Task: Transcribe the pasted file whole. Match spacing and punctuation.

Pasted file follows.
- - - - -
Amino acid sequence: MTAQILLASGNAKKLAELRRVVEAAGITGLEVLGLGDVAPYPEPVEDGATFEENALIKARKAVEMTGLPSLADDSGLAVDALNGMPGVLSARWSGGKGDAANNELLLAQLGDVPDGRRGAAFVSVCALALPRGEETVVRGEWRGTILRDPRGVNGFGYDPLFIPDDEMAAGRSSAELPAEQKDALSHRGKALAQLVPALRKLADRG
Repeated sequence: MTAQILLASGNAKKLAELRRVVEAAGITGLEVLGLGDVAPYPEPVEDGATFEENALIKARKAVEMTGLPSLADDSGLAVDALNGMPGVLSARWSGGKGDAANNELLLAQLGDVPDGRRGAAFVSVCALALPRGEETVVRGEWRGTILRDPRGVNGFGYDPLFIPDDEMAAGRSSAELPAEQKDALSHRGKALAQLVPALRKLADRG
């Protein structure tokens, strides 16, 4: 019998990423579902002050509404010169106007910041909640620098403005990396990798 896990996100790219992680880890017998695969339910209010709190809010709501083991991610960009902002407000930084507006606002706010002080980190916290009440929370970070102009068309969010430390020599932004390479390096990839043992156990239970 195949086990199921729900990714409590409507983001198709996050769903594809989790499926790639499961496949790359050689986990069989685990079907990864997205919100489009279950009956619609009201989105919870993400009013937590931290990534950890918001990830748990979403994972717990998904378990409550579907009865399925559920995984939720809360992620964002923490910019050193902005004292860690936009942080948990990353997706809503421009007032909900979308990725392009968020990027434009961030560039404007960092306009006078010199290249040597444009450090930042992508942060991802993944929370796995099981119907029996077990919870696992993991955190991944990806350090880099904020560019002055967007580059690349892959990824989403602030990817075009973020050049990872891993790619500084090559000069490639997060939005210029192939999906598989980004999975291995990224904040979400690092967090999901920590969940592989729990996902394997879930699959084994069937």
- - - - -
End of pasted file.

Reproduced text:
Amino acid sequence: MTAQILLASGNAKKLAELRRVVEAAGITGLEVLGLGDVAPYPEPVEDGATFEENALIKARKAVEMTGLPSLADDSGLAVDALNGMPGVLSARWSGGKGDAANNELLLAQLGDVPDGRRGAAFVSVCALALPRGEETVVRGEWRGTILRDPRGVNGFGYDPLFIPDDEMAAGRSSAELPAEQKDALSHRGKALAQLVPALRKLADRG
Repeated sequence: MTAQILLASGNAKKLAELRRVVEAAGITGLEVLGLGDVAPYPEPVEDGATFEENALIKARKAVEMTGLPSLADDSGLAVDALNGMPGVLSARWSGGKGDAANNELLLAQLGDVPDGRRGAAFVSVCALALPRGEETVVRGEWRGTILRDPRGVNGFGYDPLFIPDDEMAAGRSSAELPAEQKDALSHRGKALAQLVPALRKLADRG
């Protein structure tokens, strides 16, 4: 019998990423579902002050509404010169106007910041909640620098403005990396990798 896990996100790219992680880890017998695969339910209010709190809010709501083991991610960009902002407000930084507006606002706010002080980190916290009440929370970070102009068309969010430390020599932004390479390096990839043992156990239970 195949086990199921729900990714409590409507983001198709996050769903594809989790499926790639499961496949790359050689986990069989685990079907990864997205919100489009279950009956619609009201989105919870993400009013937590931290990534950890918001990830748990979403994972717990998904378990409550579907009865399925559920995984939720809360992620964002923490910019050193902005004292860690936009942080948990990353997706809503421009007032909900979308990725392009968020990027434009961030560039404007960092306009006078010199290249040597444009450090930042992508942060991802993944929370796995099981119907029996077990919870696992993991955190991944990806350090880099904020560019002055967007580059690349892959990824989403602030990817075009973020050049990872891993790619500084090559000069490639997060939005210029192939999906598989980004999975291995990224904040979400690092967090999901920590969940592989729990996902394997879930699959084994069937």